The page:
Wednesday, February 9, 2011

Canberra and costumes

My plan to visit Canberra for the day to see the exhibition of the Costumes of the Ballet Russes went ahead without a hitch (except for a 20minute delay leaving Melbourne). I had thought that the costumes were  traveling from overseas, but they actually belong to the National Gallery, having been bought at Sothebys years ago. 
Many were just as they had been put in hampers  after use, and most needed cleaning and restoration. Through 140 costumes from 34 productions from 1909 to 1939, the vivid and innovative dance design of the early 20th century was on show for the 100th anniversary of the Ballets Russes. 
Léon Bakst Tunic from costume for the Blue God c 1912 from Le Dieu Bleu worn by Nijinsky
The Ballets Russes made its first appearance in Paris in the 1909, a sensational season of dance organised by Diaghilev, a Russian-born impresario. The ballet integrated traditional dance narratives with modern design, folk art, contemporary music and new approaches to choreography. The costumes were so different to the traditional tutu and longer dress .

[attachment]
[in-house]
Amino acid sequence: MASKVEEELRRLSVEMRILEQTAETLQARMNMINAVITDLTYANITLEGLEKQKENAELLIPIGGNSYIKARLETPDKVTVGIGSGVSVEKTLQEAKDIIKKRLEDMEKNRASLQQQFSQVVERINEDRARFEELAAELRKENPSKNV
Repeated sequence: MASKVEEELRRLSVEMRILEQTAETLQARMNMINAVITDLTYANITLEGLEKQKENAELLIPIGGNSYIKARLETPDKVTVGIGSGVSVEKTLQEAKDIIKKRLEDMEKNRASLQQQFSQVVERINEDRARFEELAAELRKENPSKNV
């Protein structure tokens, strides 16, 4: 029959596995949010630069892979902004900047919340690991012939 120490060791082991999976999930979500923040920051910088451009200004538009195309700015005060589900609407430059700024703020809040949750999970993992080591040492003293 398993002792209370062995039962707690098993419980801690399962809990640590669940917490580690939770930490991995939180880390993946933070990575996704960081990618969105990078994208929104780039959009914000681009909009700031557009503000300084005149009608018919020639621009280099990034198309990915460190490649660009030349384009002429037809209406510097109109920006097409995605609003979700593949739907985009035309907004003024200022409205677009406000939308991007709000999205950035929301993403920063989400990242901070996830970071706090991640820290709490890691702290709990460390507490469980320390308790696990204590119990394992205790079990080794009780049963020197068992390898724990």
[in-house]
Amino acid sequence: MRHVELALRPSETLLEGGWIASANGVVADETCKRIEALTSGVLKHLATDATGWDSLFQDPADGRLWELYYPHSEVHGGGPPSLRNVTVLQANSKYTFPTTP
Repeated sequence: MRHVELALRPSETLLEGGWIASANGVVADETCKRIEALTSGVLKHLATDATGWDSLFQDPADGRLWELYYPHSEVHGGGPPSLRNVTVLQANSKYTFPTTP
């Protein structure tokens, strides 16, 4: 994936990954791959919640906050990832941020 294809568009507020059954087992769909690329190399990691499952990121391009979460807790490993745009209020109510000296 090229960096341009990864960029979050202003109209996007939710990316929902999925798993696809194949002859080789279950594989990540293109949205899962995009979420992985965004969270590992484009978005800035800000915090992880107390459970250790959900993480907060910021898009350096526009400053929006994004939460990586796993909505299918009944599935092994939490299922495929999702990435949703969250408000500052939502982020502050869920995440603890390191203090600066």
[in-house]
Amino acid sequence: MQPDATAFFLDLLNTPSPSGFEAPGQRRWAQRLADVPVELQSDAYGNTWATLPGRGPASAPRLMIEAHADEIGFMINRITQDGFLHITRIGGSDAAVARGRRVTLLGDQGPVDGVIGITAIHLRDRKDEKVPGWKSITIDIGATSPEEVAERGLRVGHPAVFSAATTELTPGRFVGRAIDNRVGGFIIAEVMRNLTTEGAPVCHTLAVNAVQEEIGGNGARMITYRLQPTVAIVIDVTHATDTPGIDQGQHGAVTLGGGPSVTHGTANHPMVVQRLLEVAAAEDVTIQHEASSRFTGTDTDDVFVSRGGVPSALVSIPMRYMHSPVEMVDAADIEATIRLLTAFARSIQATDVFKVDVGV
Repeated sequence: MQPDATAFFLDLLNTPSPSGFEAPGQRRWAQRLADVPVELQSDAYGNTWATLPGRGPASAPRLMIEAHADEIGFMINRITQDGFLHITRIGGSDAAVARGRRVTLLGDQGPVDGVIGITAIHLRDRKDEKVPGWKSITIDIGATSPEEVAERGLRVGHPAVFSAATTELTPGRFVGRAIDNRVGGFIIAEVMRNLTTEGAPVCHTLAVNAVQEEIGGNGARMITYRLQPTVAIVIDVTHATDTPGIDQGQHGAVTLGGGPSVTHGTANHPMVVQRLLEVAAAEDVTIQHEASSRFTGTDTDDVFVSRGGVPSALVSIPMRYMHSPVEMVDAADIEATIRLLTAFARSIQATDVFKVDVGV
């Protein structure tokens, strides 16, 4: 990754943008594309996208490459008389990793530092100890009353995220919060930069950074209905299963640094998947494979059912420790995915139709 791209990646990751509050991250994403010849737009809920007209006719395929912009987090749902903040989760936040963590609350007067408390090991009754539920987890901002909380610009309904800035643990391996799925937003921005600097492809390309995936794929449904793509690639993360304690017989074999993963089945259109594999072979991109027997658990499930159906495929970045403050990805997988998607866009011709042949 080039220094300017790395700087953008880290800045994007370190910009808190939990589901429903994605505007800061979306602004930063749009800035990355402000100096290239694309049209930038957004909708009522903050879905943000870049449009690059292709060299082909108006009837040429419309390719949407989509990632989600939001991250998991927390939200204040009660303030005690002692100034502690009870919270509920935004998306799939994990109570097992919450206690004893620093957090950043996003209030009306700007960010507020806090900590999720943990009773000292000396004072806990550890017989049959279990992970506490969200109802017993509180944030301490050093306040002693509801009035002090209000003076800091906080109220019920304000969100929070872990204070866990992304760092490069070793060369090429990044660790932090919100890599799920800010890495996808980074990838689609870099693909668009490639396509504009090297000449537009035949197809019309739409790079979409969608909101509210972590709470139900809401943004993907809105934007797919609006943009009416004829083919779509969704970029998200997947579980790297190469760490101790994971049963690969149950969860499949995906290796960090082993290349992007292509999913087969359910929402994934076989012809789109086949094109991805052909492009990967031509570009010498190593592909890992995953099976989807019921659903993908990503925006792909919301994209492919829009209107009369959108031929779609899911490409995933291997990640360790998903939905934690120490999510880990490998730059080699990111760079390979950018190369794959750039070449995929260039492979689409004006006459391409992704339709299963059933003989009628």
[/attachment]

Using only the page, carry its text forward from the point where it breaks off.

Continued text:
Some looked incredibly heavy and others with soft falling fabric must have looked stunning moving across the stage. Especially with Nijinsky in them!! There were 3 huge rooms, and with each set of costumes were details of the Ballet story, choreographer, designer and the music. It was one of these ballets that introduced Stravinsky to the Western world.
 Goncharova’s squid costume
Some ballet sets and costumes were designed by Matisse, and  Picasso. The best preserved lot were a gorgeous collection from the ballet the Sleeping Princess that did not do well, so the costumes were kept to wait payment of the debt for the production by Diaghilev, they had never been used again.
I took it all in, in several doses and saw some of the other exhibits before I left.
1/3 of the curved room
Did you know there is a room like Monet's Waterlilies that show the whole collection of Sydney Nolan's Ned Kelly Series?
Also saw Lin Onus' Dingoes. 
In the Aboriginal and Torres strait Islander section, there was a piece ART Each letter covered with ashtrays all depicting aboriginal children or adult people. I even recognized one that I am sure we had. Not thought of it as a child as being racist, or tasteless or whatever, especially ash trays!!

Had lunch in a sunny spot outside with a view to some of the Art in the garden.
Two pieces on the front lawn
The outdoor cafe.
I had a good flight back quick pick up of the car and home by 5pm.
Had a laugh at this cartoon in the Age on the same page where I was reading about Dame Elizabeth Murdoch's 102nd Birthday!

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